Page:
by George Eliot
Mary's got something that the other two major female characters don't have: common sense. She's as intelligent as Dorothea, but without Dorothea's unrealistic ambitions. She's been as well educated as either Dorothea or Rosamond, but she doesn't have Rosamond's pretentious, artificial veneer. But Mary's hardly a traditional heroine. She's got a lot going for her in the smarts department, but her family isn't wealthy, and she's not all that pretty. In fact, we're told early on that she looks generic. When we say "generic," though, we don't mean, "boring." In fact, the narrator says that her "plainness" is universal and timeless:
Advancing womanhood had tempered her plainness, which was of a good human sort, such as the mothers of our race have very commonly worn in all latitudes under a more or less becoming headgear. Rembrandt would have painted her with pleasure, and would have made her broad features look out of the canvas with intelligent honesty. For honesty, truth-telling fairness, was Mary's reigning virtue: she neither tried to create illusions, nor indulged in them for her own behoof, and when she was in a good mood she had humour enough in her to laugh at herself. (1.12.68)
In other words, Mary Garth looks like some kind of universal, every-woman. She's not pretty, but she resembles the everyday women that Rembrandt used to paint (see "Best of the Web" for an example). There's something timeless about her.
George Eliot is fond of toggling between the universal and the individual, and her descriptions of Mary Garth are no exception. Try reading through this passage, and notice how it moves from the general (all the women in the street) to the specific (the one that looks like Mary Garth):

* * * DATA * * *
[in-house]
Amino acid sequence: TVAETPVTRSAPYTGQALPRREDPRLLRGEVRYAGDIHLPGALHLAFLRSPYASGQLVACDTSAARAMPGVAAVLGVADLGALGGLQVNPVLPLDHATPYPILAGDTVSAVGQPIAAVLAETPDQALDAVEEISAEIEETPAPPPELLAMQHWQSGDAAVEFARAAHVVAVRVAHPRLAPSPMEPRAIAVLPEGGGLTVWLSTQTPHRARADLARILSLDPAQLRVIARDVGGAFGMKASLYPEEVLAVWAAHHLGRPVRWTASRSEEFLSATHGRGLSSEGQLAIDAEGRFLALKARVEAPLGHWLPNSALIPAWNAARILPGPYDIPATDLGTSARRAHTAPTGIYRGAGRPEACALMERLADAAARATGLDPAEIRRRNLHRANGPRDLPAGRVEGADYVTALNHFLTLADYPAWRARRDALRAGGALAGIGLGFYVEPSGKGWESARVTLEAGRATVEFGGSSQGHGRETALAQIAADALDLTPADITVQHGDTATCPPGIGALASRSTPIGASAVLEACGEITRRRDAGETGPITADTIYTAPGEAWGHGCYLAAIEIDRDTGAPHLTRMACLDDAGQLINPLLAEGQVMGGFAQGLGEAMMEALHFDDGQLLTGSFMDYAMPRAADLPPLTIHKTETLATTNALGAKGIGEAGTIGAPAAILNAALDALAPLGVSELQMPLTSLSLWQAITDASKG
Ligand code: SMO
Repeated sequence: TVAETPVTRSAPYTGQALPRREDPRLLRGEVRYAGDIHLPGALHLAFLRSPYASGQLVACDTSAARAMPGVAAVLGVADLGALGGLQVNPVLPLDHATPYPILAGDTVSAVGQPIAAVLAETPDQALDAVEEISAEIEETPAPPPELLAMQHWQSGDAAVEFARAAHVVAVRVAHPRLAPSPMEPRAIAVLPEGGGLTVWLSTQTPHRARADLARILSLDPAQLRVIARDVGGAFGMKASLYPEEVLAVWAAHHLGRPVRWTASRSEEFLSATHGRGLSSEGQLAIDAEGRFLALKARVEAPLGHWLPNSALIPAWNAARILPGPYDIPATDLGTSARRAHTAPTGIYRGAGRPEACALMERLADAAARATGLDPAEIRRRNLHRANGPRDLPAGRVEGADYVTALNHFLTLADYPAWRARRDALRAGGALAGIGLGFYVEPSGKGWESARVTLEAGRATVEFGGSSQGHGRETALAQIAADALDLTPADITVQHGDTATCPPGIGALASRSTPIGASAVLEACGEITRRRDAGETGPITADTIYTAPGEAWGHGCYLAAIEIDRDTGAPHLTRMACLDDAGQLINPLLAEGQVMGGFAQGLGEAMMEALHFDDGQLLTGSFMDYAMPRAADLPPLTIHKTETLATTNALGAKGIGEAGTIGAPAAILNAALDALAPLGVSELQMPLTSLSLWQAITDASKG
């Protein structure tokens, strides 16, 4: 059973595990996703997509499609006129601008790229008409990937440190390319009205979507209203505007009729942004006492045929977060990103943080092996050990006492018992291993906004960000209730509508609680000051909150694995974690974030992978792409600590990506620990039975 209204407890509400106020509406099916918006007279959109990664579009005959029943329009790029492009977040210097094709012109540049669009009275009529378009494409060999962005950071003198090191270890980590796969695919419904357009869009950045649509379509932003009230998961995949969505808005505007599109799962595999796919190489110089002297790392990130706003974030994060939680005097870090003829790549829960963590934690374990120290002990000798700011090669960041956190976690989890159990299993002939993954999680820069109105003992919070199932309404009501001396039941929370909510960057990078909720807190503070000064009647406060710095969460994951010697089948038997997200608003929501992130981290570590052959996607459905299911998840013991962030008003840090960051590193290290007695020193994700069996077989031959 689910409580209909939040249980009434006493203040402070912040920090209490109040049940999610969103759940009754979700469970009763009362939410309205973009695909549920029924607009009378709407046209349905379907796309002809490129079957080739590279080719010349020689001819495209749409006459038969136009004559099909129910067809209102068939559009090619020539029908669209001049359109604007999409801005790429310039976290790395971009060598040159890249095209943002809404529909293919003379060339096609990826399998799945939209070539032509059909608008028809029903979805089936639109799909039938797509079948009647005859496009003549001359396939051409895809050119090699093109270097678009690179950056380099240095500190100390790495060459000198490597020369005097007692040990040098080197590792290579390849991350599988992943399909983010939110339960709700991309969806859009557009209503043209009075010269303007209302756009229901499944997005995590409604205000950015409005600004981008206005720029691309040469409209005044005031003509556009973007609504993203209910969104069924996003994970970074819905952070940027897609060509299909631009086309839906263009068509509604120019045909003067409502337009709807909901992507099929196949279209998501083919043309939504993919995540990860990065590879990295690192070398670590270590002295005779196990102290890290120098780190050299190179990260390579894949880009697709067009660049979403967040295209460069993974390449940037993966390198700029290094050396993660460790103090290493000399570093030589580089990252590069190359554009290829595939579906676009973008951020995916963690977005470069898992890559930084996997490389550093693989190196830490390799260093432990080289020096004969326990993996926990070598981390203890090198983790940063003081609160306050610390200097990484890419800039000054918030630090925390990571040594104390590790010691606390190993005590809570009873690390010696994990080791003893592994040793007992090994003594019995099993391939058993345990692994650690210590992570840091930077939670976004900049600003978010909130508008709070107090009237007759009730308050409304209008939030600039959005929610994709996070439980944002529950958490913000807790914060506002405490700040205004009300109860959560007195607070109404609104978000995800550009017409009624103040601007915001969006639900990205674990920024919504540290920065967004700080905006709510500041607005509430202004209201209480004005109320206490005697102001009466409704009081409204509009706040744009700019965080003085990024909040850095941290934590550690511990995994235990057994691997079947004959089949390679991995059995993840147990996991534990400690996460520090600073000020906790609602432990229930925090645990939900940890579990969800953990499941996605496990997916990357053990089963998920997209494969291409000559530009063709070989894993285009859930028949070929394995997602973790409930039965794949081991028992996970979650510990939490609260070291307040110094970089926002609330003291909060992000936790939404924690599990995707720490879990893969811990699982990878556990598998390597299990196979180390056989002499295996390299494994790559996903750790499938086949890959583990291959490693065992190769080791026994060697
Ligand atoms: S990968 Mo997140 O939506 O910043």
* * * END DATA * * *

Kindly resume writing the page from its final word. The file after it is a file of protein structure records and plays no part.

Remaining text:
If you want to know more particularly how Mary looked, ten to one you will see a face like hers in the crowded street to-morrow, if you are there on the watch: she will not be among those daughters of Zion who are haughty, and walk with stretched-out necks and wanton eyes, mincing as they go: let all those pass, and fix your eyes on some small plump brownish person of firm but quiet carriage, who looks about her, but does not suppose that anybody is looking at her. If she has a broad face and square brow, well-marked eyebrows and curly dark hair, a certain expression of amusement in her glance which her mouth keeps the secret of, and for the rest features entirely insignificant – take that ordinary but not disagreeable person for a portrait of Mary Garth. (4.40.67)
Mary doesn't mind being plain, but it can make her a little bitter, especially when she's standing next to someone as pretty as Rosamond. During their first meeting together, she says, "What a brown patch I am by the side of you, Rosy! You are the most unbecoming companion" (1.12.30). Mary's chief fault is that she can be bitter towards people like Rosamond who can't see past her plainness and don't appreciate her good sense. On the other hand, though, she doesn't hold grudges and "if you did her a kindness, she would never forget it" (4.40.67).